[W]hen I reviewed the Melody Valve PM845 mono block amps and Pure Black 101 preamp, I was knocked out by the build quality and no-holds-barred approach to amp construction. Just going by weight, appearances and parts count, they are seriously impressive products. My final conclusion was that the 845 output tube, which surely looks great, and has plenty of power, is too much of a burden to winding a good output transformer. The PM845, but not the 101 preamp, was slightly darker than neutral, and didn’t have the same level of transparency of a 300B or 6c33c amp. I’ve heard similar problems with other transmitting tubes, so this isn’t a problem just for Melody Valve.
Hugh, the U.S. importer for Melody Valve, wanted me to hear their 300B products, so he forwarded something completely different from the PM845/Pure Black 101 combination, the AN300B integrated amp. Compared to the bacchanalia of transformers and tubes of the PM845/PB101 combo, the AN300B is a minimalist exercise. There are four 300B, two per channel, two 6sn7, one each per channel, and a single 12at7 providing gain. The rectifier tube is a new one to me, the 5Z8P.
The AN300B is finished in brushed aluminum, with wooden sides. Though input selection is done the old fashioned way, by turning a knob, there is the provision for a remote control for adjusting volume. Judging by feel, the AN300B is every bit as solid as a single PM845, though not as back-killingly heavy. Though the signature gloss black finish of the PM845 is extraordinarily attractive, I welcome the easy-to-keep clean brushed aluminum, which does not show fingerprints and dust like the gloss black finish. In size, weight, exterior finish, heat production, tube cost, operating cost and purchase price, the AN300B is eminently more practical than PM845 and Pure Black 101 combination.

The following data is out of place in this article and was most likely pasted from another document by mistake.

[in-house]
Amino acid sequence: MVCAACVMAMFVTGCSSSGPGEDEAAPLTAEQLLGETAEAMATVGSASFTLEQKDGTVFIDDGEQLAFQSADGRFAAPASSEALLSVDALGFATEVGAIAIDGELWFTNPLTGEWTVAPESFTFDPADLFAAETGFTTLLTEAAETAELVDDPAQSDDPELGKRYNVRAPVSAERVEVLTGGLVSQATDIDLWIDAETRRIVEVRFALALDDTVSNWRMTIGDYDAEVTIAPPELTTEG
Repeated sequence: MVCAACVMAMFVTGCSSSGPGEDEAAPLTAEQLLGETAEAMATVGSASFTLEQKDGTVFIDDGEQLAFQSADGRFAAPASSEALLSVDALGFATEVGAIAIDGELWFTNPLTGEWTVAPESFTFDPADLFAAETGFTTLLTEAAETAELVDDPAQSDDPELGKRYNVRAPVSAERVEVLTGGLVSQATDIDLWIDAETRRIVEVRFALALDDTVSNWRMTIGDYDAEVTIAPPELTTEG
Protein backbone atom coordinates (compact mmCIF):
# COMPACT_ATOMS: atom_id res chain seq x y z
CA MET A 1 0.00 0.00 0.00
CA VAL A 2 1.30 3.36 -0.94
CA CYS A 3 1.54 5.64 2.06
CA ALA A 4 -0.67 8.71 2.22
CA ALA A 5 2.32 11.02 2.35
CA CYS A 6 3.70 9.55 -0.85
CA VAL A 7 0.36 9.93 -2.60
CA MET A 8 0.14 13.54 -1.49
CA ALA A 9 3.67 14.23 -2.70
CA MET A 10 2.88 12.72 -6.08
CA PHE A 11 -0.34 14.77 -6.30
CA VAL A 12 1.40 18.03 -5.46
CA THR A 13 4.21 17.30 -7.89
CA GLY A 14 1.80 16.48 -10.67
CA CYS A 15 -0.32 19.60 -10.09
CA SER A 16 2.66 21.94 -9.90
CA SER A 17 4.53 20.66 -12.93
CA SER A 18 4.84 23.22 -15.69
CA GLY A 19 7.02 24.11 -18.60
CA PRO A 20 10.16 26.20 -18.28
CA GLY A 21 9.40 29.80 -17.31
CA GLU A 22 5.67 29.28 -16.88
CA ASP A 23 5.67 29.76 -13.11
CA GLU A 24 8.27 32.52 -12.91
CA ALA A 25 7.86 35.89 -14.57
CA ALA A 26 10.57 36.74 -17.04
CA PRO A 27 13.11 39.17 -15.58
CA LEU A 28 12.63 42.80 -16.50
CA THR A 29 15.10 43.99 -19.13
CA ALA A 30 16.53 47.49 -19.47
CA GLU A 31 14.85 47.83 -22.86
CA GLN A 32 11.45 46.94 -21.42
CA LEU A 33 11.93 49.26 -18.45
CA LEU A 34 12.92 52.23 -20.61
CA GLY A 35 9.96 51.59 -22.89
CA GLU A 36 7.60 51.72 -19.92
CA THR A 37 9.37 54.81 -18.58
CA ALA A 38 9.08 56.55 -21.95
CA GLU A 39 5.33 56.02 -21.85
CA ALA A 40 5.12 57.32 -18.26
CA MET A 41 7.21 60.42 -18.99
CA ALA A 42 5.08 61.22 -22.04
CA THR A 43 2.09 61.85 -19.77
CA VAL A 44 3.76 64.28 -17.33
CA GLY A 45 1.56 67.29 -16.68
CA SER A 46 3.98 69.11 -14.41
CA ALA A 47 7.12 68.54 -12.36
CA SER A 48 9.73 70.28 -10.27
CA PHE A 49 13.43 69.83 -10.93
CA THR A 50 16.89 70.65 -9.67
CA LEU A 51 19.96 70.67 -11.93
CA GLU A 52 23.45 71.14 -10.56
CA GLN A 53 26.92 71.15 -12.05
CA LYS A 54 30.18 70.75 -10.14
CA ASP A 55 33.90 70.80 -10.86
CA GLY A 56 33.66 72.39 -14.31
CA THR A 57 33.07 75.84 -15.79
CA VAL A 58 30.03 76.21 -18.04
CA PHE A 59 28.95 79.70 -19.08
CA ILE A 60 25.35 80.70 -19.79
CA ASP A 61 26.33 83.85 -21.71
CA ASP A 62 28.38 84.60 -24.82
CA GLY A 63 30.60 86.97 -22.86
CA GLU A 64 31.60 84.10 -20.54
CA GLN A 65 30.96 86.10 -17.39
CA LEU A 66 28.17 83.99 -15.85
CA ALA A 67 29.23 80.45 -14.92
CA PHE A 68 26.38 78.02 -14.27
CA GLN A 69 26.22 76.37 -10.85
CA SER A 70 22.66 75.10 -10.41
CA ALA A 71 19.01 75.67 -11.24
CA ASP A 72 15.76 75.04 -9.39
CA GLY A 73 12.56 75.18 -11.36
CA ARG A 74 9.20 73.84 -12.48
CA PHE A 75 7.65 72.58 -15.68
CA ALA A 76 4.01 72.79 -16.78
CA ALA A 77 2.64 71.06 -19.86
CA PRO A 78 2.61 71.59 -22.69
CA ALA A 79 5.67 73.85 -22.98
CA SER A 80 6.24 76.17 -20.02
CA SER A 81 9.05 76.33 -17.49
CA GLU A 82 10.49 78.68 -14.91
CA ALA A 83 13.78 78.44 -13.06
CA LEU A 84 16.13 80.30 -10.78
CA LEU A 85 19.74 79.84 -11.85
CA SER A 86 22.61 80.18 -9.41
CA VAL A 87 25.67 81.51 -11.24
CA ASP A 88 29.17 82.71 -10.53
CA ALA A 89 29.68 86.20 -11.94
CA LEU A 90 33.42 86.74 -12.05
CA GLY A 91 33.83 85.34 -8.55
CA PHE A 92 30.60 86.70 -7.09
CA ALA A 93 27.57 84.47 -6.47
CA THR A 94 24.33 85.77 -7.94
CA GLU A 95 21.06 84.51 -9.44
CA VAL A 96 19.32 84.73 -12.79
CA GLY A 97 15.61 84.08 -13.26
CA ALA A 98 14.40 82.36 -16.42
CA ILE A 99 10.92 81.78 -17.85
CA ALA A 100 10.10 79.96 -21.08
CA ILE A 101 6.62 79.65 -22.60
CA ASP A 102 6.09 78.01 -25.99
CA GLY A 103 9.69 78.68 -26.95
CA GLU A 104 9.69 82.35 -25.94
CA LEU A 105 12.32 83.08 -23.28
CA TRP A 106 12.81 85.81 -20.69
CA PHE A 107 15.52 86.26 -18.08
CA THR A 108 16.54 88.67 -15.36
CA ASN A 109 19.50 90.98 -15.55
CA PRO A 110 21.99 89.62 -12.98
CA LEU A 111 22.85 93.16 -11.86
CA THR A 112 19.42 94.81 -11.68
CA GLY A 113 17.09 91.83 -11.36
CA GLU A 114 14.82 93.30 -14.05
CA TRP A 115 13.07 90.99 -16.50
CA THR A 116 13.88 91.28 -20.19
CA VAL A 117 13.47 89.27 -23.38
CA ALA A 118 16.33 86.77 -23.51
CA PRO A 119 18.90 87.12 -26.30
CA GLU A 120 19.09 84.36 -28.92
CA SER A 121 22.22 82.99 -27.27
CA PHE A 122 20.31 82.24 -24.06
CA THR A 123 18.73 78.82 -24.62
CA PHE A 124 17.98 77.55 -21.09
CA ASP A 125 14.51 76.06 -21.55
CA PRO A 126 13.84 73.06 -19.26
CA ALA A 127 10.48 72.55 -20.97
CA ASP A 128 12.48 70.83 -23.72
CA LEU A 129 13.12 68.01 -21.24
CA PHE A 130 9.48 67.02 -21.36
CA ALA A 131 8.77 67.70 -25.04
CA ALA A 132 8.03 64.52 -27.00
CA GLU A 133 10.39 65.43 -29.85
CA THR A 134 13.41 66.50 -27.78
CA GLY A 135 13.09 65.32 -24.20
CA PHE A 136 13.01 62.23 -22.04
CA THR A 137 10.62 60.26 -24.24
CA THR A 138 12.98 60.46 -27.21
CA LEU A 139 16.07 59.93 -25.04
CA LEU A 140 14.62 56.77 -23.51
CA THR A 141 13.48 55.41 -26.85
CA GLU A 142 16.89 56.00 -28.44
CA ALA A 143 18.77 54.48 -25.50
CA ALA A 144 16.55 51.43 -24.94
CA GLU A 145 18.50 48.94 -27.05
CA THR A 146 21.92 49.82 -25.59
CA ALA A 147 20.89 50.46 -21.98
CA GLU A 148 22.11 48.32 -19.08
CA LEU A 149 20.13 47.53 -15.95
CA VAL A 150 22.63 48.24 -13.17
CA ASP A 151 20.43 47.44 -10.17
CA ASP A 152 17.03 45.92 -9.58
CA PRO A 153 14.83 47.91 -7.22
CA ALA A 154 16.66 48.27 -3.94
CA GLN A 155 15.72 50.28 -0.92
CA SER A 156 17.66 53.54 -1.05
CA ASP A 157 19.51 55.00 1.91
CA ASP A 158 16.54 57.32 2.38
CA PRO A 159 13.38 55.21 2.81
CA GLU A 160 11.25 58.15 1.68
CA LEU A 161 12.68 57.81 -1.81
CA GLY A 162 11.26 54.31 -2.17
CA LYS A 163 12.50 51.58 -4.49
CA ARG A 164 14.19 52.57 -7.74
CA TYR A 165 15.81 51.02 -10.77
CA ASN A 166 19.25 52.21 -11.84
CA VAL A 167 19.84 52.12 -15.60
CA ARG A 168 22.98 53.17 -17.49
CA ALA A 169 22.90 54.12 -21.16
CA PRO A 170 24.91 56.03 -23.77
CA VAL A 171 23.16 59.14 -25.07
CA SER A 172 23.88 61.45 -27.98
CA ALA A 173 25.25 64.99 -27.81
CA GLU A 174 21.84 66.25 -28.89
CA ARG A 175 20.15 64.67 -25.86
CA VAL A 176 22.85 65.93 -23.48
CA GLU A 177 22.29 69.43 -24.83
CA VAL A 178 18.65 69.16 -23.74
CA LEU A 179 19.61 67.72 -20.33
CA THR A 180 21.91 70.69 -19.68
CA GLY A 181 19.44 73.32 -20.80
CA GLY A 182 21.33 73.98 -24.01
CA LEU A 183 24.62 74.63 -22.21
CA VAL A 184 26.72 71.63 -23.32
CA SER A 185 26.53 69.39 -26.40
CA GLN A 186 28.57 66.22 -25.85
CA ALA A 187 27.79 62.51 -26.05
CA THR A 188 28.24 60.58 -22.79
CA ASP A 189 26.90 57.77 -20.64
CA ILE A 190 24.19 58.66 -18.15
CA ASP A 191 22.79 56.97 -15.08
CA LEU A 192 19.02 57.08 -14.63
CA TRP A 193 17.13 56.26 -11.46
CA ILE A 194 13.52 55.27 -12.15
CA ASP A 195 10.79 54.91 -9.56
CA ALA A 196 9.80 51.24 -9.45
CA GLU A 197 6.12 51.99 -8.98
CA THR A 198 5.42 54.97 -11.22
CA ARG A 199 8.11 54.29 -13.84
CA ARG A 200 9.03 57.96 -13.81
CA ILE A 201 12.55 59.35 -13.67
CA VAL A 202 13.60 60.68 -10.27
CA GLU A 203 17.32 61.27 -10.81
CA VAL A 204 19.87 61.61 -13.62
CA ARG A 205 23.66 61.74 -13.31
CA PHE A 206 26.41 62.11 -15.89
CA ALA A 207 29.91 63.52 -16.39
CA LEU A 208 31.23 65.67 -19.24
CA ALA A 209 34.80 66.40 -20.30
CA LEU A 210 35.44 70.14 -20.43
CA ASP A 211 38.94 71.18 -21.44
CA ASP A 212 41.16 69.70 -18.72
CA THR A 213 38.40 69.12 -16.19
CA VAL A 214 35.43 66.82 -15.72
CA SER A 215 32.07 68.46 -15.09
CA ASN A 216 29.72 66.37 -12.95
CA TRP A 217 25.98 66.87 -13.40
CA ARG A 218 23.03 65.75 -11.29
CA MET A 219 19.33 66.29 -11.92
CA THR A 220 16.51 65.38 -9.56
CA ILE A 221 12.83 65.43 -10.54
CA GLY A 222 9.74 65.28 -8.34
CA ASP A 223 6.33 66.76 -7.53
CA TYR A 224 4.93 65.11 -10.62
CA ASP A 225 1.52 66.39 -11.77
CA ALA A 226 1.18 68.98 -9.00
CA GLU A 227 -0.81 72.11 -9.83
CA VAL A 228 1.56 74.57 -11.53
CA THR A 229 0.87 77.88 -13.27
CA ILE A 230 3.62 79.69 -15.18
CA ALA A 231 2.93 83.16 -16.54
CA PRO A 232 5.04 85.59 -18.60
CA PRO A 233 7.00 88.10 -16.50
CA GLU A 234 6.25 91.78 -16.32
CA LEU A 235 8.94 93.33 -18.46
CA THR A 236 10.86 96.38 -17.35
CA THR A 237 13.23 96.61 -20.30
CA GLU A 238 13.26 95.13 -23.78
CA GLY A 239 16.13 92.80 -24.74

I could launch into a long dissertation on why a transmitting tube amp, like the PM845, is more complicated than a 300B amp, but I’ve already done that. One thing I don’t think I touched on is that the transmitting tubes, such as the 845 and 211, need a lot more voltage and/or current for drive power because the output transformer has to “step down” the transmitting tube’s output voltage two to three times as much as a 300B, or other low impedance triode. When you step down a signal to go from high impedance (the tube side) to low impedance (the speaker side), you lose amplification because the amplitude of the signal, the AC voltage, gets smaller. Therefore, you need to drive the output tube with a lot more voltage. The higher power to drive a transmitting tube might be accomplished with a transformer, or a fancy tube circuit, but both add complexity to the design and high complexity adversely affects sound quality. The AN300B is much simpler because the 300B doesn’t run at very high voltages, and doesn’t require high power input to get full output power. The entire design becomes much easier to perfect.
Instead of resorting to a bigger tube, or push-pull output, the AN300B uses two 300B’s in parallel to get useable power. 22 watts is sufficient for moderately efficient speakers, small rooms, undemanding source material and young ears. Compared to the PM845, the AN300B is 5-6dB softer. Without the extra 300B output tube, it would be 8-9dB softer. That starts to get very noticeable if your room is large, and/or your speakers are “only” moderately efficient, or you are 40 years old and you enjoy demanding music, just like me. I’ve used a 10-watt amp, but it required horns to make up for the loss in power. With the AN300B, there was enough power to allow me to listen to anything in my collection.
To some, the idea of parallel output tubes is anathema, just as push-pull is anathema, indirect heating is anathema, the transistor is anathema, etc.., etc… In my experience, in a properly designed circuit, parallel active devices aren’t easily heard as such. There are some very complex circuits with multiple parallel devices that lack clarity, but that has more to do with the complexity of the circuit: the number of stages, the inclusion of cathode followers, coupling capacitors, and so-on. A comparison of the same amp circuit, minus the extra pair of tubes, would be instructive, but having half the power could just as easily skew the results against the lower powered amp.